Saturday, July 17, 2010

Sonja posted this on GLBT Baha'i Rants:

Loved this article. Epecially the final part which i paste below

"But theology and history aside, it is clear from the lack of consistent reaction to and organization against the litany of other present-day sins that a large number of people who call themselves Christians do not follow the literal interpretation of the Bible either. So, if some of us are picking and choosing which Bible verses to follow, why are so many opting to pick and choose verses that appear to condemn homosexuality and not the one against marrying a woman who isn't a virgin?

If sin is sin, why such Christian angst directed at the GLBT community and not the greedy corporate community, which, quite frankly, has more direct impact on the average person's life?

The answer is simple: Those who are uncomfortable or fearful of someone who is different from them sometimes hide behind religion to gain power, nurture their ignorance and justify their prejudices.

It's no different from Christian slave owners using Scriptures to feel better about enslaving Africans, or men pointing to Jezebel as a way to keep women out of the clergy, or Bob Jones University picking verses that supported the school's ban on interracial dating.

The extremists aren't fighting gay rights because of sin and honoring Leviticus 18:22. If they were, then where are the faith-based organizations spending millions trying to make adultery a crime punishable by death, as suggested in Leviticus 20:10? Is 18:22 more true than 20:10, or does it just support a more common and entrenched prejudice?"

glbt baha'i rants

Via HRC:

Joe's Weekly Message

Dear Daniel,

On the heels of Argentina becoming the tenth country to achieve marriage equality (and the first in South America) Wednesday night, there was yet another important victory closer to home. On Thursday, the District of Columbia Court of Appeals ruled against foes of D.C. marriage equality. Our opponents had wanted to use a ballot initiative to repeal D.C.'s equal marriage law, which the D.C. Council overwhelmingly passed in 2009. Because D.C. law prohibits ballot initiatives that would abridge civil rights, the Board of Elections and Ethics refused to put the discriminatory measure on the ballot. This week, the District's highest court said that the people cannot, by a popular vote, rob their neighbors of basic civil rights. We applaud that decision, which is a victory both for fairness and for common sense.

The D.C. marriage decision teaches us so much. The Religious Freedom and Civil Marriage Equality Act of 2009—the statute under attack—was the result of a long and coordinated effort among elected officials, grassroots activists, civil rights organizations, communities of faith and others. This achievement remains today because of expert legal work of skilled advocates and because of fair-minded city leadership. You cannot point to one single day, or one actor or one tactic that made the difference. Doing it ALL made the difference.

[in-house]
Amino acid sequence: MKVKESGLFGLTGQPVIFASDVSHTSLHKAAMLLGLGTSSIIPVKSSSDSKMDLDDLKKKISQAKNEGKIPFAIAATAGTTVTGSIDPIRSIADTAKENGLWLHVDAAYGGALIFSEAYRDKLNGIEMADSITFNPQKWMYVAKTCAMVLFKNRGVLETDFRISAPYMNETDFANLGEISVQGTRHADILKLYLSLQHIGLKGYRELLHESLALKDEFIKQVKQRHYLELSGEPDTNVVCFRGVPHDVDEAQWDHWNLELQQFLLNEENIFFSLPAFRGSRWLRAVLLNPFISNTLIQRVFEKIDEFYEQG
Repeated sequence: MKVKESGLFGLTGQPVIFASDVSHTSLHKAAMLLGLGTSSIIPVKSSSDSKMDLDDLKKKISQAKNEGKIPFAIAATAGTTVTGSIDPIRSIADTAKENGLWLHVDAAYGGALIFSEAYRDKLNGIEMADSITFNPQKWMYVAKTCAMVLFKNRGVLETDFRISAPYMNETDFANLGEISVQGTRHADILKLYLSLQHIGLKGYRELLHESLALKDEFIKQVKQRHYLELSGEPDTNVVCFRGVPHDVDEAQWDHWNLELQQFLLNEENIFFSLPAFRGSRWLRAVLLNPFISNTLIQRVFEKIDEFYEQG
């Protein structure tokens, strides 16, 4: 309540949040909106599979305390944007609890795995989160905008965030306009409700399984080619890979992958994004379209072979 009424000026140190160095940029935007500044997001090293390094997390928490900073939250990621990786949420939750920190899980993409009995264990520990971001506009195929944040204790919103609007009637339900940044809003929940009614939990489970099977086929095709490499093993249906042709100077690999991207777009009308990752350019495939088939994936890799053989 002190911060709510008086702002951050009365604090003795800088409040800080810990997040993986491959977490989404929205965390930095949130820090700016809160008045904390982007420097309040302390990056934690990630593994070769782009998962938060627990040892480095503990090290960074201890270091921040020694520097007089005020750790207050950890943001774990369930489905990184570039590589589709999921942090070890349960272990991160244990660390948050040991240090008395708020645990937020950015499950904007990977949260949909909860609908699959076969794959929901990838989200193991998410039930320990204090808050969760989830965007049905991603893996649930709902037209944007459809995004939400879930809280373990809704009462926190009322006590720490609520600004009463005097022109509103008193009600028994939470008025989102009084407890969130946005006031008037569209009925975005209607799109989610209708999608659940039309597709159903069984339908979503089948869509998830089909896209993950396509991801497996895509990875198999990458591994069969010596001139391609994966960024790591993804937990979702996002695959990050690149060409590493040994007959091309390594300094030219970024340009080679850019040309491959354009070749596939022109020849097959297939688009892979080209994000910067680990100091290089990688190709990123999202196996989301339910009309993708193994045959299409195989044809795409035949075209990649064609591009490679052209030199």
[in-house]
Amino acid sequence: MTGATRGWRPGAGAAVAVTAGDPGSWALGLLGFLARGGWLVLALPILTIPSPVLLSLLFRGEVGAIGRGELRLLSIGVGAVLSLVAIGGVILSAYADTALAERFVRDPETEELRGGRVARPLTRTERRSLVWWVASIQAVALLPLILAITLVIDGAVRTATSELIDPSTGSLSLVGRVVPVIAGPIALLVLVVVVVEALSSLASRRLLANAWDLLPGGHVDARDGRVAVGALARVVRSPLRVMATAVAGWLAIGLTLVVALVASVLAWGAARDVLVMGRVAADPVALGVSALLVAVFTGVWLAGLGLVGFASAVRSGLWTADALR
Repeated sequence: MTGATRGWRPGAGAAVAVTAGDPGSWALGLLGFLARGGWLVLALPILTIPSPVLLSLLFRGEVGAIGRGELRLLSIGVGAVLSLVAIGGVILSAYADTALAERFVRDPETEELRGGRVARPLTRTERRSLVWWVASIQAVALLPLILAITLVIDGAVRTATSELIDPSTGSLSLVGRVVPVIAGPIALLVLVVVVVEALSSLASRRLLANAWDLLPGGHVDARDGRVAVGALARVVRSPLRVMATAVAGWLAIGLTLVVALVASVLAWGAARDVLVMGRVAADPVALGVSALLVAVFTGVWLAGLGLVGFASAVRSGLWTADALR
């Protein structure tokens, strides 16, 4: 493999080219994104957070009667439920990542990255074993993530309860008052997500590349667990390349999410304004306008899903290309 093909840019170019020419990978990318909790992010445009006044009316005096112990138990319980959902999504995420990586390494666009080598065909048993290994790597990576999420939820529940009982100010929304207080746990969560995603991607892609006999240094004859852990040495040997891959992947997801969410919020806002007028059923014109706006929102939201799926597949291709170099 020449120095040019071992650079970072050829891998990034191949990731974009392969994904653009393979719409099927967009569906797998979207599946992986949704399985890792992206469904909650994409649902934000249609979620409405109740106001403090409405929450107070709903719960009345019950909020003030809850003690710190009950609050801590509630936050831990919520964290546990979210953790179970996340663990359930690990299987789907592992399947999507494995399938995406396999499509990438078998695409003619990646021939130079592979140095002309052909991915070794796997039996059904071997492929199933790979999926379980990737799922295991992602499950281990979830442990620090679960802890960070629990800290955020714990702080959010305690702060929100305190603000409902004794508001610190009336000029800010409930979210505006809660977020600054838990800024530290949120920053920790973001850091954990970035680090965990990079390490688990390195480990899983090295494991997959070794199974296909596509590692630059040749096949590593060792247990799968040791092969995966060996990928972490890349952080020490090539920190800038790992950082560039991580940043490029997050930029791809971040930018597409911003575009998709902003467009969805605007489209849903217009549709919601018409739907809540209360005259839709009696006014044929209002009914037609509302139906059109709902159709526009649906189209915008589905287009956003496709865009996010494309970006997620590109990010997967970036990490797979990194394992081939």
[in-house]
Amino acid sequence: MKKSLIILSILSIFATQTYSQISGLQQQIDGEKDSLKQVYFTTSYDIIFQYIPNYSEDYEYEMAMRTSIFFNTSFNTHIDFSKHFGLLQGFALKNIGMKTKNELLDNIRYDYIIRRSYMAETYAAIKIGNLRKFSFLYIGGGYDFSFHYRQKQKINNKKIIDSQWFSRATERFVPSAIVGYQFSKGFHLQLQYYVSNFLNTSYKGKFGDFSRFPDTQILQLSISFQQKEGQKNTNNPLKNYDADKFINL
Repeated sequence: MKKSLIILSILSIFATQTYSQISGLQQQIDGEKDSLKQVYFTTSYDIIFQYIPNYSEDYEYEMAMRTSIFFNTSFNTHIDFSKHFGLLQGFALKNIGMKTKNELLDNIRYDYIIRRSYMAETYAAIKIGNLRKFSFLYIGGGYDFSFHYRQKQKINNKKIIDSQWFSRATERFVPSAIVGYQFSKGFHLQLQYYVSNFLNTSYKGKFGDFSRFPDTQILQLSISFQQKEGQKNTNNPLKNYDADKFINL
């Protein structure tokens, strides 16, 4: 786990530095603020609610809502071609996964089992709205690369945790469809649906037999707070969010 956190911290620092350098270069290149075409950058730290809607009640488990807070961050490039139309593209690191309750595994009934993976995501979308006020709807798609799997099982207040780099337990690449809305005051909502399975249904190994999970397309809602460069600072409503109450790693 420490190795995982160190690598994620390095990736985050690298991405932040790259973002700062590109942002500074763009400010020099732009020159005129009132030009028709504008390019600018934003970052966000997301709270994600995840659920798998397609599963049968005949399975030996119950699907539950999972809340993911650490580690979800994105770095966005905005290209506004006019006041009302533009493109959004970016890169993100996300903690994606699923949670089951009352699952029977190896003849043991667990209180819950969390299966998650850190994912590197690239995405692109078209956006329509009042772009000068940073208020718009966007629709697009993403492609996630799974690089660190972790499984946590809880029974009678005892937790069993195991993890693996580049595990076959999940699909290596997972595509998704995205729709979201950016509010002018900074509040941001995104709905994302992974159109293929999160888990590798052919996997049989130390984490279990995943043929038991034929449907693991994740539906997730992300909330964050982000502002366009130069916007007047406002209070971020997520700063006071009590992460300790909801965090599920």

LGBT civil rights progress through thousands of channels. Across the nation—in localities, states, the federal government and the private sector—many actors, many rules, many policies, and many people have profound impacts on our lives. We have to make a mark on all of them.

In some instances, the multiple facets of a civil rights problem are obvious. As we work to repeal DOMA, we know that repeal will not mean that every couple has access to the many state rights and benefits that marriage affords—so the push for marriage equality remains urgent. And as marriage equality has taken hold, we have still seen that hospitals are not yet according our community equal respect—something that we can remedy both with direct advocacy and through the upcoming federal regulations protecting us.

Other policy goals are less immediately obvious. As ENDA proceeds through Congress, we are faced with many other discriminatory policies that it does not directly address—such as barriers to same-sex parents using time off from work under the Family and Medical Leave Act to attend to an adoption or care for a sick child.

In the past year, we've been successful in dismantling several of these regulatory problems, which has made life better for real people. There are many more of them, and they are in our sights.

For a community that is frequently outspent by opponents of equality, and sometimes drowned out by their grassroots, it could seem unwise to focus on more than one or two priorities. I don't believe so. In fact, I believe that by engaging government actors and making tangible and visible progress, we are positioning ourselves better for the high-profile battles. We're showing that it can be done.

Our community has a great track record of speaking up for our civil rights. It might seem more difficult to make a difference when you're not trying to persuade an elected official. I encourage you to read our Blueprint for Positive Change and speak out on an issue that matters to you.

Have a great weekend.

Joe Solmonese

Joe Solmonese
President, Human Rights Campaign